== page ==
Low Arctic sea ice levels are the "new normal," according to NASA

Low Arctic sea ice levels are the "new normal," according to NASA
Source: Getty Images
Source: Getty Images

The current low amount of ice in the Arctic Ocean would have sent shockwaves across the science community decades ago. But according to NASA scientists, climate change means these low ice levels are just "the new normal."

"A decade ago, this year's sea ice extent would have set a new record low and by a fair amount," Walt Meier, NASA sea ice scientist at the Goddard Space Flight Center, said in a press release. "Now, we're kind of used to these low levels of sea ice — it's the new normal."

The amount of ice melt in the Arctic Ocean and surrounding bodies of water has been all over the board this year. NASA researchers said it started with a record-low maximum ice extent in March and a lot of loss in May. The ice loss rate slowed down in June, only to speed up for the first half of August, reaching a rate higher than average for late summer. Because of that slowdown in June, this year probably won't be a record-breaking melt year, the way it has been for global temperatures.

But what's more alarming is that the ice isn't coming back (great news for the luxury cruise liner that recently set out on its inaugural voyage to the Arctic).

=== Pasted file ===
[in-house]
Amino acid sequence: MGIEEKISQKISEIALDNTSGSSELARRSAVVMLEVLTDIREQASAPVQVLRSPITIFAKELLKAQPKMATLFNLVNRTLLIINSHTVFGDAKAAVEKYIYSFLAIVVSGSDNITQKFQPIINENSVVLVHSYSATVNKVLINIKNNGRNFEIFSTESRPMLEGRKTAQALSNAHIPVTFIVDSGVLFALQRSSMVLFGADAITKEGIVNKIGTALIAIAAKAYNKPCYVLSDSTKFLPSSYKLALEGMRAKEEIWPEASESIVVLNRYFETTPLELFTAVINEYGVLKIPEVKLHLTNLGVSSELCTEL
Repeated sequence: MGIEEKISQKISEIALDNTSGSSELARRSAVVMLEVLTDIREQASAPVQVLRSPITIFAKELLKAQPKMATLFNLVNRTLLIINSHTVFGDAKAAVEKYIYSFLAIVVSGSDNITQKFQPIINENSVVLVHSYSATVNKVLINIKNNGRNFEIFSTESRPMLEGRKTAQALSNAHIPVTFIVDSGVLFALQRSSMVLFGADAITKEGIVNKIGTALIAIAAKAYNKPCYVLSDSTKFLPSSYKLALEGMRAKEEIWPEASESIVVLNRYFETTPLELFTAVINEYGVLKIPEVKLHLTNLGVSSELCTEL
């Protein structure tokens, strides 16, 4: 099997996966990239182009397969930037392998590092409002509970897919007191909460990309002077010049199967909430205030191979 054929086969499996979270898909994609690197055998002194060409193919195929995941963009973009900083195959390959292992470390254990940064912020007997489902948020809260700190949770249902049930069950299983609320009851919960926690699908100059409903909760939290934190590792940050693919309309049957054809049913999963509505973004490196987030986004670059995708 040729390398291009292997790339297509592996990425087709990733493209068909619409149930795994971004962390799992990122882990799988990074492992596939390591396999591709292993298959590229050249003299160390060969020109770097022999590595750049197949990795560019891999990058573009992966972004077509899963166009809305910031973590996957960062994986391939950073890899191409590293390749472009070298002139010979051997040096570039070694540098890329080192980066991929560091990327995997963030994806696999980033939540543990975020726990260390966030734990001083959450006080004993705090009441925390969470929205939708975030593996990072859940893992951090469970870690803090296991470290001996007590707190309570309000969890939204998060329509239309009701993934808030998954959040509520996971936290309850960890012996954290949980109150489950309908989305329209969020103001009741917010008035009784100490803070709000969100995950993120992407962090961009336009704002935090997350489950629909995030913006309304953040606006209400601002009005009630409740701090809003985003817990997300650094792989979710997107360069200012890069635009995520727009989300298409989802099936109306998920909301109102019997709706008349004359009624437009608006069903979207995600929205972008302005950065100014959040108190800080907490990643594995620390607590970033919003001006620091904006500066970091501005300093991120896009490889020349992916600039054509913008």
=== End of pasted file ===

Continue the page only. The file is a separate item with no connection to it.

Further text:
"Even when it's likely that we won't have a record low, the sea ice is not showing any kind of recovery. It's still in a continued decline over the long term," Meier said in the release. "It's just not going to be as extreme as other years because the weather conditions in the Arctic were not as extreme as in other years."

Source: YouTube

The "new normal" Meier mentions is just the latest visible result of a gradually warming planet. Earlier this month, southern Louisiana was hit with heavy storms and floods that killed 11 people and left over 20,000 others in need of rescue. It was a storm that, according to climate scientists, should only occur once every 500 years. 

But we've seen eight such storms in just over a year thanks to a planet so warm, it encourages the presence of atmospheric moisture that causes the downpours. 

"We are in record territory," a letter from the National Weather Service in New Orleans read, in response to an NWS weather balloon recording high levels of atmospheric moisture, according to the Guardian.

At this rate, 2016 will be the hottest year on record — beating 2015 and 2014 before that. And that's bad news for what remains of our ice up north.

How much do you trust the information in this article?

Max Plenke

Max Plenke is a staff writer at Mic, where he covers breaking news, climate science, health and the future. His work has appeared in Esquire, GQ and Wallpaper. Send story tips to max@mic.com.

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